Texas Comptroller Glenn Hegar proposed last month significant shifts in management of Texas’ Rainy Day Fund, and it’s all shockingly sensible.
I say shockingly not as a diss against Hegar, but rather because my usual stance with respect to fiscal prudence among government leaders is an exasperated shrug. It’s usually “Oh, they went and did THAT again?” Pffft!! Gah!
For Hegar, however, all I can offer is a congratulatory fistbump and an ‘attaboy.’ He’s applying prudent principles of financial management. It’s almost enough to make a financial cynic believe in, like, good fiscal leadership.
Three simple financial rules – as true for individuals as they are for governments – come into play with the Economic Stabilization Fund (ESF) in Texas, the so-called Rainy Day Fund.
First, automated savings plans are the best savings plans. Second, long-term money should earn a higher rate of return than cash, through riskier investments. Finally, setting aside money during surplus times can make an extraordinary difference in the future, when the lean times inevitably come.
Following these principles – setting aside money automatically, investing for a higher return, and delaying spending until its needed – is notoriously difficult for both individuals and governments to do. I’d say especially governments, because competing financial needs – right now – always seem so compelling. And in a democratically elected system, being responsive to citizens is sometimes hard to square with fiscal prudence.
Legislators created the ESF in 1988 to be automatically funded mostly by excess oil and gas extraction-tax revenue. The fund didn’t amount to much throughout the 1990s, until the revival of the industry after 2006 – via fracking – began to fill up the ESF’s bucket. The neat thing about the ESF, from my perspective, is the automatic nature of the savings. With a savings plan you should try to make a rule and then try not to think about savings as they build up. That benign neglect is the key to success.
A rule written long-ago, automating savings for the state, suddenly brought in a kind of savings windfall. Ten years into the fracking revolution, Texas has the high-class problem of about $10 billion in the ESF. That’s quite a nice “set it and forget it” savings plan.
Regarding investments in higher-risk, higher-yielding opportunities, the ESF has until now always erred on the side of caution and low returns. Historically, the vast majority of ESF funds have earned little more than cash, not even keeping pace with inflation. With a balance above $10 billion, however, Hegar’s proposal sensibly calls for dedicating a portion of the ESF to higher-return investing. Every billion in the ESF that could earn an extra, say, 4 percent annually, would mean $40 million in additional government revenue. The state’s legislative budget board estimates a net gain for the state of more than $82 million by August 2019 if this bill passes
Earning an extra $40 million per year by following a prudent reallocation seems like a good plan to me.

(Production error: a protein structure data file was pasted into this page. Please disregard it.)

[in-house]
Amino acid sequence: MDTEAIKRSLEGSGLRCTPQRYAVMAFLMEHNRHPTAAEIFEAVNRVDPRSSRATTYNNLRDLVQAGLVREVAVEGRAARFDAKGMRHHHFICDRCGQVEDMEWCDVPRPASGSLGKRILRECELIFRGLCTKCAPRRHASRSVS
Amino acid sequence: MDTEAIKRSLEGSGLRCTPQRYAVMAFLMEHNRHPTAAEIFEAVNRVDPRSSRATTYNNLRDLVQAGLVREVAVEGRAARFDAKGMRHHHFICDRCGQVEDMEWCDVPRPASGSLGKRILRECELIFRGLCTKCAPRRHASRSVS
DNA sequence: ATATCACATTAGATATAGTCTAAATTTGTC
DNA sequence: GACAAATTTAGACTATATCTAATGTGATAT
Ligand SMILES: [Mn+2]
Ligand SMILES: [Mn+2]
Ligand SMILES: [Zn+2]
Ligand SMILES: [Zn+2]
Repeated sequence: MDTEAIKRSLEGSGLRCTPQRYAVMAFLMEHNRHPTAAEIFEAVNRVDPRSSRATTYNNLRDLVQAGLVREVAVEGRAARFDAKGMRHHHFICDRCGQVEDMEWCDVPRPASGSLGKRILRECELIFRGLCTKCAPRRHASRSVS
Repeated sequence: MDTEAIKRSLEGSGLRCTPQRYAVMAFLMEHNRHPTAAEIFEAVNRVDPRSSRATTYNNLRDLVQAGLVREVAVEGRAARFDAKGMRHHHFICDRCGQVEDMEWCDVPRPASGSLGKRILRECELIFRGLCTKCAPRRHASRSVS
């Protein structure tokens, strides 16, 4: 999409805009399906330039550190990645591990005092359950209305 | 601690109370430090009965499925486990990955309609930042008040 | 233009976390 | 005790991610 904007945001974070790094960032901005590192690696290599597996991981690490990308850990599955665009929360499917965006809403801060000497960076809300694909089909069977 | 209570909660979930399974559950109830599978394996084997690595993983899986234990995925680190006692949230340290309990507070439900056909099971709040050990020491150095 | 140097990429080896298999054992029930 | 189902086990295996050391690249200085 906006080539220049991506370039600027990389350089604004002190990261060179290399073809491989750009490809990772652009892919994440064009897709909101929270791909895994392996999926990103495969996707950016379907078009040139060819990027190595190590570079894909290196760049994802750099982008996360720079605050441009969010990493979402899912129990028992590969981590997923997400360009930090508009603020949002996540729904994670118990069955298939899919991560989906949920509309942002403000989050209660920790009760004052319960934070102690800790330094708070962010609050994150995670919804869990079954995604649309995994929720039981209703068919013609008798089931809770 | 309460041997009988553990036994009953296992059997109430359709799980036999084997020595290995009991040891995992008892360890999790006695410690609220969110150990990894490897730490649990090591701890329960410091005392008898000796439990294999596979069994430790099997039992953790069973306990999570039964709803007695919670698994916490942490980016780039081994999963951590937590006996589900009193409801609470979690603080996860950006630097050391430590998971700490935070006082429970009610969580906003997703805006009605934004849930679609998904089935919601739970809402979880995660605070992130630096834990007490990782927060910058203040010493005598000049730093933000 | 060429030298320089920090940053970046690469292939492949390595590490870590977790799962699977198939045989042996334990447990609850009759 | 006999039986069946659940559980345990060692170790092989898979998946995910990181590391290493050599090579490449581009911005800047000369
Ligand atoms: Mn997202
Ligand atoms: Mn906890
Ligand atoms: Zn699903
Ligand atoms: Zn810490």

Regarding spending the gains from investment, Hegar proposes a Texas Legacy Fund from which future legislatures could vote specifically for long-term, fiscally prudent, projects. If big public pensions suffer a short-fall in the future, something he and I both worry about, funds from the Legacy Fund could plug the hole. Relatively small amounts now, applied steadily to public pensions, could stave off big problems in the future.
So given how sensible this is, will it actually pass this legislative session?
Ah, representative democracy. So much potential, and yet, so frustrating!
Hegar’s proposed changes to the ESF came relatively late in the Texas legislative session, through HB 855. The enemy of the bill may not be any particular opponent, but rather the limited time remaining in the legislative session. Changes to the ESF cannot be made without a vote in the Texas House and Senate.
As of this writing, HB 855 had passed out of the House committee, but the state Senate still needed to hear and opine on the proposal.
Setting fiscal prudence aside and thinking more about my needs, I mentioned to Hegar last week that Alaska has a similar ESF fund, but that Alaska makes an annual distribution of close to $1,000 per year to every resident. I think of that money as hardship pay for living through those winter months up North.
I’m originally from Massachusetts and I feel like living in Texas in July and August is worth at least $1,000 per citizen. So I tried on the phone to goad Hegar into agreeing to simply distribute ESF funds to all citizens of Texas every year in the form of a hardship dividend, given our summer heat.
Hegar countered that the good people of Houston might have a stronger claim to summer hardship payments because of humidity rather than the ‘dry heat’ of San Antonio. Dry heat? I thought to myself. I have three words for Hegar: What. Ev. Er.
My proposal is that we get a distribution chart from the Comptroller for every city in
Texas determining which people in the state get the best ‘dividend.’ Can we settle who has the worst summer heat? I feel like my city deserves it the most and there’s potentially a lot of money at stake.
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